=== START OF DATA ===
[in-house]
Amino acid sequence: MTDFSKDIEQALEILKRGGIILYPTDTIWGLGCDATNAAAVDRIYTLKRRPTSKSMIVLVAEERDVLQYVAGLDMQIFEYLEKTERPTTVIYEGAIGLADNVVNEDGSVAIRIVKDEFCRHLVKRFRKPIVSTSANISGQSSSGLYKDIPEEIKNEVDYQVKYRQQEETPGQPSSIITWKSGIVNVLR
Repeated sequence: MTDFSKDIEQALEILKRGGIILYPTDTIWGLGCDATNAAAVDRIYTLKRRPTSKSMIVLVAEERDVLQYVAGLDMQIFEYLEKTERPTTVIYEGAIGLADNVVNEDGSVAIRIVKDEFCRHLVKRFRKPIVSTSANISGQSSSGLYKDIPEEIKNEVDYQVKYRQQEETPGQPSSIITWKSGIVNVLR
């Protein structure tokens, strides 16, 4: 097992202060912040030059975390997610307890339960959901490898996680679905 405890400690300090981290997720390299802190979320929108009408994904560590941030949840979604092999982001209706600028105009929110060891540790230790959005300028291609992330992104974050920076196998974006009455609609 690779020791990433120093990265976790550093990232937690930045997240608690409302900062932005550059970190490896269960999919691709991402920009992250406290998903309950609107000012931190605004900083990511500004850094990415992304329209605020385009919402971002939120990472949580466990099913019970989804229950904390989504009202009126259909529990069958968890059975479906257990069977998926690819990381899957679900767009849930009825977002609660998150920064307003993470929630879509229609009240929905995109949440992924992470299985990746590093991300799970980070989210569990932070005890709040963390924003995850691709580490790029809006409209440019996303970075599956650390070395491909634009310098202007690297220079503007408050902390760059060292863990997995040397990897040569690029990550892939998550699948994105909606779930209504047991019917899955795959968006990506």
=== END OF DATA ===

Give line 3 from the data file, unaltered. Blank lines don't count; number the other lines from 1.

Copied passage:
Repeated sequence: MTDFSKDIEQALEILKRGGIILYPTDTIWGLGCDATNAAAVDRIYTLKRRPTSKSMIVLVAEERDVLQYVAGLDMQIFEYLEKTERPTTVIYEGAIGLADNVVNEDGSVAIRIVKDEFCRHLVKRFRKPIVSTSANISGQSSSGLYKDIPEEIKNEVDYQVKYRQQEETPGQPSSIITWKSGIVNVLR